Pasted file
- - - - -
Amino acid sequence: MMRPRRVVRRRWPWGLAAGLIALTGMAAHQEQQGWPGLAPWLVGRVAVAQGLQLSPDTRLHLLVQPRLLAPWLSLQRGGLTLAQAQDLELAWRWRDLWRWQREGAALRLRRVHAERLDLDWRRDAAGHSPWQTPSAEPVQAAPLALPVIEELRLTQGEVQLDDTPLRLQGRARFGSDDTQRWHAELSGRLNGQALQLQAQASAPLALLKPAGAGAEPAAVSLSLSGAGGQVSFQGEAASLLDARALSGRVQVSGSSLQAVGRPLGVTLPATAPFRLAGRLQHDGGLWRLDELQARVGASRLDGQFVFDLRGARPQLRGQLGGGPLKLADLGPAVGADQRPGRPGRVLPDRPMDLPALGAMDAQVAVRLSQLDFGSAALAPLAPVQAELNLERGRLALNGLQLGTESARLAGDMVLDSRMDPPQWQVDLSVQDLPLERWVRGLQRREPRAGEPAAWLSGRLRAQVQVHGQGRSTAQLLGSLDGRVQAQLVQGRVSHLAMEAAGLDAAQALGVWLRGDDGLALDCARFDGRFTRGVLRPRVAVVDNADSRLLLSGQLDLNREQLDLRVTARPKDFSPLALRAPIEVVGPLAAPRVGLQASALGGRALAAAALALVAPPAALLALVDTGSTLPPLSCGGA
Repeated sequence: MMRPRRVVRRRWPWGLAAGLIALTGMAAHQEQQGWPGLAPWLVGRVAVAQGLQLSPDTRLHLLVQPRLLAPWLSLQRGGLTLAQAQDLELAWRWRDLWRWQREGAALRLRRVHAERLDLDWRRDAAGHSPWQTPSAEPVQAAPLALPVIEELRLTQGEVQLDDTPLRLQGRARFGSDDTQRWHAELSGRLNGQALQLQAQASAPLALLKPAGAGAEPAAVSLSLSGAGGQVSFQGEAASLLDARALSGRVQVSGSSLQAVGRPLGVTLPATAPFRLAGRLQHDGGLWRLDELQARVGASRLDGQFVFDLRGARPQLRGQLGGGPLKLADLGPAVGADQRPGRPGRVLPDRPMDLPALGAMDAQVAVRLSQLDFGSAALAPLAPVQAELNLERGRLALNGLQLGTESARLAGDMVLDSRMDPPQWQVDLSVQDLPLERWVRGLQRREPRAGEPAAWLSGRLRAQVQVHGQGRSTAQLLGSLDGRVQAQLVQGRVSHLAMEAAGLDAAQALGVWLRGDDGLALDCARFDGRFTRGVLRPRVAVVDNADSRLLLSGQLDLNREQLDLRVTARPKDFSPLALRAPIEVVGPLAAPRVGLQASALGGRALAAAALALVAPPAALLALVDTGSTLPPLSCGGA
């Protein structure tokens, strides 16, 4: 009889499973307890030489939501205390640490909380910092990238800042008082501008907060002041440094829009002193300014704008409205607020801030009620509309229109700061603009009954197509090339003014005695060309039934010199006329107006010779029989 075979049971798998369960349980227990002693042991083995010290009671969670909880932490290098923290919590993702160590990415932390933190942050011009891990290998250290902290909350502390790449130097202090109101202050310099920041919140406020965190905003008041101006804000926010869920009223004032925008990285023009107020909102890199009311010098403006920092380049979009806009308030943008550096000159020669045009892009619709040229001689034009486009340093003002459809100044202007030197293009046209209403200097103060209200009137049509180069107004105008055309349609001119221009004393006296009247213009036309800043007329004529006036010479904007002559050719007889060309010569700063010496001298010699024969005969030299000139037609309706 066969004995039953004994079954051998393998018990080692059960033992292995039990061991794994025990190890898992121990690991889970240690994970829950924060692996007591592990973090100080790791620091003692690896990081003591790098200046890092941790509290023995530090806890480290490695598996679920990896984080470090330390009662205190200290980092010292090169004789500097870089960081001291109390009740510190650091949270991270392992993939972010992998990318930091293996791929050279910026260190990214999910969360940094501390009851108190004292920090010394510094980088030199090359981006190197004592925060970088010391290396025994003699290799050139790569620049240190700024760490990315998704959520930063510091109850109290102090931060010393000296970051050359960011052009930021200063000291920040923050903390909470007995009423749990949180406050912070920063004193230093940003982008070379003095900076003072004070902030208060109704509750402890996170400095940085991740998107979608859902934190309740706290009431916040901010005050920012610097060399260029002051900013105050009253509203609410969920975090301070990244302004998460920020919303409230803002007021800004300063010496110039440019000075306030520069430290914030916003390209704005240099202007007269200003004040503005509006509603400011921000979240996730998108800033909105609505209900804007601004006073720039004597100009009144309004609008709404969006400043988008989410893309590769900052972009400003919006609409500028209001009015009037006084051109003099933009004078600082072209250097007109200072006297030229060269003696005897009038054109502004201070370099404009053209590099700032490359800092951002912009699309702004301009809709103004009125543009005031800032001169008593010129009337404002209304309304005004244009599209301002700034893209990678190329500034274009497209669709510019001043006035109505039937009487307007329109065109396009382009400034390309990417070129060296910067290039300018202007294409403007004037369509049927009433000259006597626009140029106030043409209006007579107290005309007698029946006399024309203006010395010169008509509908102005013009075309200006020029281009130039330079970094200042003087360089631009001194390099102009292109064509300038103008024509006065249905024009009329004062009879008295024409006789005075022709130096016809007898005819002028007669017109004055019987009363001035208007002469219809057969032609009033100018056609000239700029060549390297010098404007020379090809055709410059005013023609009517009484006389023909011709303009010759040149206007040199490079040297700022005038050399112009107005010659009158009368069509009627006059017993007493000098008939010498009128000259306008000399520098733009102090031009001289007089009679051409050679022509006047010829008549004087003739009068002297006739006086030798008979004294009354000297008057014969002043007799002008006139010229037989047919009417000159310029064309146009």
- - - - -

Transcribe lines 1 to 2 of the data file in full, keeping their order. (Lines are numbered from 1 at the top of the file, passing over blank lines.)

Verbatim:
Amino acid sequence: MMRPRRVVRRRWPWGLAAGLIALTGMAAHQEQQGWPGLAPWLVGRVAVAQGLQLSPDTRLHLLVQPRLLAPWLSLQRGGLTLAQAQDLELAWRWRDLWRWQREGAALRLRRVHAERLDLDWRRDAAGHSPWQTPSAEPVQAAPLALPVIEELRLTQGEVQLDDTPLRLQGRARFGSDDTQRWHAELSGRLNGQALQLQAQASAPLALLKPAGAGAEPAAVSLSLSGAGGQVSFQGEAASLLDARALSGRVQVSGSSLQAVGRPLGVTLPATAPFRLAGRLQHDGGLWRLDELQARVGASRLDGQFVFDLRGARPQLRGQLGGGPLKLADLGPAVGADQRPGRPGRVLPDRPMDLPALGAMDAQVAVRLSQLDFGSAALAPLAPVQAELNLERGRLALNGLQLGTESARLAGDMVLDSRMDPPQWQVDLSVQDLPLERWVRGLQRREPRAGEPAAWLSGRLRAQVQVHGQGRSTAQLLGSLDGRVQAQLVQGRVSHLAMEAAGLDAAQALGVWLRGDDGLALDCARFDGRFTRGVLRPRVAVVDNADSRLLLSGQLDLNREQLDLRVTARPKDFSPLALRAPIEVVGPLAAPRVGLQASALGGRALAAAALALVAPPAALLALVDTGSTLPPLSCGGA
Repeated sequence: MMRPRRVVRRRWPWGLAAGLIALTGMAAHQEQQGWPGLAPWLVGRVAVAQGLQLSPDTRLHLLVQPRLLAPWLSLQRGGLTLAQAQDLELAWRWRDLWRWQREGAALRLRRVHAERLDLDWRRDAAGHSPWQTPSAEPVQAAPLALPVIEELRLTQGEVQLDDTPLRLQGRARFGSDDTQRWHAELSGRLNGQALQLQAQASAPLALLKPAGAGAEPAAVSLSLSGAGGQVSFQGEAASLLDARALSGRVQVSGSSLQAVGRPLGVTLPATAPFRLAGRLQHDGGLWRLDELQARVGASRLDGQFVFDLRGARPQLRGQLGGGPLKLADLGPAVGADQRPGRPGRVLPDRPMDLPALGAMDAQVAVRLSQLDFGSAALAPLAPVQAELNLERGRLALNGLQLGTESARLAGDMVLDSRMDPPQWQVDLSVQDLPLERWVRGLQRREPRAGEPAAWLSGRLRAQVQVHGQGRSTAQLLGSLDGRVQAQLVQGRVSHLAMEAAGLDAAQALGVWLRGDDGLALDCARFDGRFTRGVLRPRVAVVDNADSRLLLSGQLDLNREQLDLRVTARPKDFSPLALRAPIEVVGPLAAPRVGLQASALGGRALAAAALALVAPPAALLALVDTGSTLPPLSCGGA